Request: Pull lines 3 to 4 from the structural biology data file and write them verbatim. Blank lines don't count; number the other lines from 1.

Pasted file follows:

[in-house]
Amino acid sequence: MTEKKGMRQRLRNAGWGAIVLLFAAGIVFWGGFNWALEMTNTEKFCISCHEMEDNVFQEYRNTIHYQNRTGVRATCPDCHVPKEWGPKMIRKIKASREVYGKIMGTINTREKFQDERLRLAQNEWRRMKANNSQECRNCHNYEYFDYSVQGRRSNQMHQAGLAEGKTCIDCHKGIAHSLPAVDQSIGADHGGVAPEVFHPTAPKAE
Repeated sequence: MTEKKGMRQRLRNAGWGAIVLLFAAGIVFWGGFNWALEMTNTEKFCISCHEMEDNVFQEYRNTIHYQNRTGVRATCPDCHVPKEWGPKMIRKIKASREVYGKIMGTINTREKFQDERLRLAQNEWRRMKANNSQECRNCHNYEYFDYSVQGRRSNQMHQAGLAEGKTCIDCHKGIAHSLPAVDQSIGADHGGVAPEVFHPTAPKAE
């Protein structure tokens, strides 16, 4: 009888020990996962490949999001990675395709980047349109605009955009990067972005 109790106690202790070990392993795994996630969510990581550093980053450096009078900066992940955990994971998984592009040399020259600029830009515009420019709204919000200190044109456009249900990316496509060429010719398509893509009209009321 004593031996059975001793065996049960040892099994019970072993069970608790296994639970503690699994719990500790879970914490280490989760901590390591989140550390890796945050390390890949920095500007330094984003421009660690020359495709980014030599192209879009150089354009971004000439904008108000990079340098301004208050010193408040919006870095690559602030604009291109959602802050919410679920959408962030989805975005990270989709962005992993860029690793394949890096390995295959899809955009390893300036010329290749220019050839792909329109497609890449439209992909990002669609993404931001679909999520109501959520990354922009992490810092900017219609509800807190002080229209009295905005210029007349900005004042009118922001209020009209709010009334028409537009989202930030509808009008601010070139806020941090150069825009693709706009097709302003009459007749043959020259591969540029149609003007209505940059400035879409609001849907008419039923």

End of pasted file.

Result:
Repeated sequence: MTEKKGMRQRLRNAGWGAIVLLFAAGIVFWGGFNWALEMTNTEKFCISCHEMEDNVFQEYRNTIHYQNRTGVRATCPDCHVPKEWGPKMIRKIKASREVYGKIMGTINTREKFQDERLRLAQNEWRRMKANNSQECRNCHNYEYFDYSVQGRRSNQMHQAGLAEGKTCIDCHKGIAHSLPAVDQSIGADHGGVAPEVFHPTAPKAE
């Protein structure tokens, strides 16, 4: 009888020990996962490949999001990675395709980047349109605009955009990067972005 109790106690202790070990392993795994996630969510990581550093980053450096009078900066992940955990994971998984592009040399020259600029830009515009420019709204919000200190044109456009249900990316496509060429010719398509893509009209009321 004593031996059975001793065996049960040892099994019970072993069970608790296994639970503690699994719990500790879970914490280490989760901590390591989140550390890796945050390390890949920095500007330094984003421009660690020359495709980014030599192209879009150089354009971004000439904008108000990079340098301004208050010193408040919006870095690559602030604009291109959602802050919410679920959408962030989805975005990270989709962005992993860029690793394949890096390995295959899809955009390893300036010329290749220019050839792909329109497609890449439209992909990002669609993404931001679909999520109501959520990354922009992490810092900017219609509800807190002080229209009295905005210029007349900005004042009118922001209020009209709010009334028409537009989202930030509808009008601010070139806020941090150069825009693709706009097709302003009459007749043959020259591969540029149609003007209505940059400035879409609001849907008419039923």